In my youth I passionately admired Manfred and valued him much more than Faust, who, between you and me, in spite of his marvellous prestige in poetry, seemed to me a decidedly bourgeois character. For that reason he becomes more varied, more complete, richer, more communicative ... (than Manfred) ... Faust's personality scatters and dissipates itself; he takes no action, lets himself be driven, hesitates, experiments, loses his way, considers, bargains, and is interested in his own little happiness. Manfred could certainly not have thought of putting up with the bad company of Mephistopheles, and if he had loved Marguerite he would have been able to kill her, but never abandon her in a cowardly manner like Faust.


Despite Liszt's apparent antipathy toward the character of Faust, his residency in Weimar surrounded him with Goethe and the Faust legend at practically every turn. He had barely served out his first year as Kapellmeister when Grand Duke Carl Alexander decreed that the city would celebrate the centennial of Goethe's birth on August 28, 1849. During this celebration Liszt conducted, among other things, excerpts from Robert Schumann's Scenes from Goethe's Faust for orchestra and choir. After the centennial remembrance, he helped in the creation of a Goethe Foundation; this culminated in the publication of Liszt's brochure De la foundation-Goethe à Weimar. In the summer of 1850 Gérard de Nerval himself stayed as Liszt's guest. There was much talk about Faust and the topic would spill over into their subsequent correspondence.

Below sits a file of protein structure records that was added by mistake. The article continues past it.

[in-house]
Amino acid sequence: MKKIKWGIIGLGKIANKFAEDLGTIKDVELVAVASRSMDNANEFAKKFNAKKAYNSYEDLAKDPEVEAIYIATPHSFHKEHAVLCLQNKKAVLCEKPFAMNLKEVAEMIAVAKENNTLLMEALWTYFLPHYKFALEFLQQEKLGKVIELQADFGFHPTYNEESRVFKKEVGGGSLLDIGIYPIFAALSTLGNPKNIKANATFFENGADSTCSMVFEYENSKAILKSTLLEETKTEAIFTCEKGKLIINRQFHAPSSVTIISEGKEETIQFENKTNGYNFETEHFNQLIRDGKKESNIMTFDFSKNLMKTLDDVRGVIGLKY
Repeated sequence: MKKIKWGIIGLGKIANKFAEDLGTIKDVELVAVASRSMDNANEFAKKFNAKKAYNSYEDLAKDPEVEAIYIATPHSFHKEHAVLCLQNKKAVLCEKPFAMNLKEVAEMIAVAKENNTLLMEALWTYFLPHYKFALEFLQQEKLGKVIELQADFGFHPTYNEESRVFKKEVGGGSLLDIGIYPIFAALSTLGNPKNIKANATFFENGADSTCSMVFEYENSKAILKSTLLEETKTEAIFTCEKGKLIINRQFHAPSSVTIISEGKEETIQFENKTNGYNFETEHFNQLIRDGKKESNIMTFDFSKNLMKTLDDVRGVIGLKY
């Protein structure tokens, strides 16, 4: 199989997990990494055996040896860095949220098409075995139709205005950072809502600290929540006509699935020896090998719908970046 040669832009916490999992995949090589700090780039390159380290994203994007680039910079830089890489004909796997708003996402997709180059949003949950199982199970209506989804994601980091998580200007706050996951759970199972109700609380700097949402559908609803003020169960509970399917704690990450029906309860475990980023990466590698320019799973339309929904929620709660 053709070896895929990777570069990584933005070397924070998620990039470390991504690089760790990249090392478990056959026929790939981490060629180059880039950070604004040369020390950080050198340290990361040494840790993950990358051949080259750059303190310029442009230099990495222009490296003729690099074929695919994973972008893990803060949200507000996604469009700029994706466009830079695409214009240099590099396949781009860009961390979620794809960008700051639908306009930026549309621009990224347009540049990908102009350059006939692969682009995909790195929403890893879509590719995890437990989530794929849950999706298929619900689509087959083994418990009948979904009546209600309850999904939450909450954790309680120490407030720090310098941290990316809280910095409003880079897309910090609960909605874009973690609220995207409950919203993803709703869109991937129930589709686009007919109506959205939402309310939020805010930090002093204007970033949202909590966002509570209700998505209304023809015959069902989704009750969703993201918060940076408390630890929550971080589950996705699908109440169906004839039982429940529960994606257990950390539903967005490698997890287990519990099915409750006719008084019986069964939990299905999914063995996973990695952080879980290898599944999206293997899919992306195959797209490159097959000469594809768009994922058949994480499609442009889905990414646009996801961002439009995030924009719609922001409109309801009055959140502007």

The performance of Berlioz's La Damnation de Faust in 1852, conducted by the composer, encouraged Liszt further, though he still hesitated, writing Princess Carolyne von Sayn-Wittgenstein, "Anything having to do with Goethe is dangerous for me to handle." However, the final catalyst for the symphony came in a two-month period between August and October 1854. This period coincided with a visit to Weimar by English novelist Mary Ann (Marian) Evans, better known by her pen name George Eliot. Her consort George Henry Lewes was gathering information for his biography of Goethe. During visits to Liszt's residence, the Altenburg, Lewes and Eliot had several discussions with both him and Princess Carolyne about Goethe and his place in German literature. Once Liszt began writing, it was all-consuming; the work was produced in a white heat of inspiration.

The symphony was revised three years after it was completed. Additional parts for heavy brass were added, as was a Chorus Mysticus to the finale; in the latter, words from Faust Part II are sung by a male chorus and a tenor soloist to music from the middle movement. Other minor changes were made but much of the original score remained unchanged. In 1880, Liszt added some ten bars to the second movement.

Performance history
After its premiere under Liszt's baton, the symphony was given its second performance under Hans von Bülow in 1861, the year the score was published. Thereafter, apart from one or two sporadic performances, the symphony was neglected for roughly 50 years. Lack of interest was so great that the orchestral parts were not published until 1874. Felix Weingartner became the work's first modern interpreter but he stood practically alone in his advocacy of the score until modern times, when Thomas Beecham and Leonard Bernstein, among others, began championing the piece.

From Wikipedia, the free encyclopedia

Liszt: Faust Symphony - 1857
Chicago Symphony Orchestra and Chorus - tenor S. Jerusalem - conductor Sir Georg Solti
Franz Liszt